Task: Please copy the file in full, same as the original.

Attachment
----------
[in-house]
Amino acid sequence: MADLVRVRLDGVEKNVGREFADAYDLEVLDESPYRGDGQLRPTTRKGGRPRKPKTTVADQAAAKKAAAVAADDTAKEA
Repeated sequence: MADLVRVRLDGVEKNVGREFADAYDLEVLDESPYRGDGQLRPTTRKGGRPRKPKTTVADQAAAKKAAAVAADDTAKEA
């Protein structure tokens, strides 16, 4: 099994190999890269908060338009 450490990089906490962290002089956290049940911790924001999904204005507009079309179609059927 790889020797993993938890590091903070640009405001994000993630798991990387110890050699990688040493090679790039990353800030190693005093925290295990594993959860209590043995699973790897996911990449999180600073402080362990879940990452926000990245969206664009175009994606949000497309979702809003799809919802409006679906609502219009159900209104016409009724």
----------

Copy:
[in-house]
Amino acid sequence: MADLVRVRLDGVEKNVGREFADAYDLEVLDESPYRGDGQLRPTTRKGGRPRKPKTTVADQAAAKKAAAVAADDTAKEA
Repeated sequence: MADLVRVRLDGVEKNVGREFADAYDLEVLDESPYRGDGQLRPTTRKGGRPRKPKTTVADQAAAKKAAAVAADDTAKEA
């Protein structure tokens, strides 16, 4: 099994190999890269908060338009 450490990089906490962290002089956290049940911790924001999904204005507009079309179609059927 790889020797993993938890590091903070640009405001994000993630798991990387110890050699990688040493090679790039990353800030190693005093925290295990594993959860209590043995699973790897996911990449999180600073402080362990879940990452926000990245969206664009175009994606949000497309979702809003799809919802409006679906609502219009159900209104016409009724």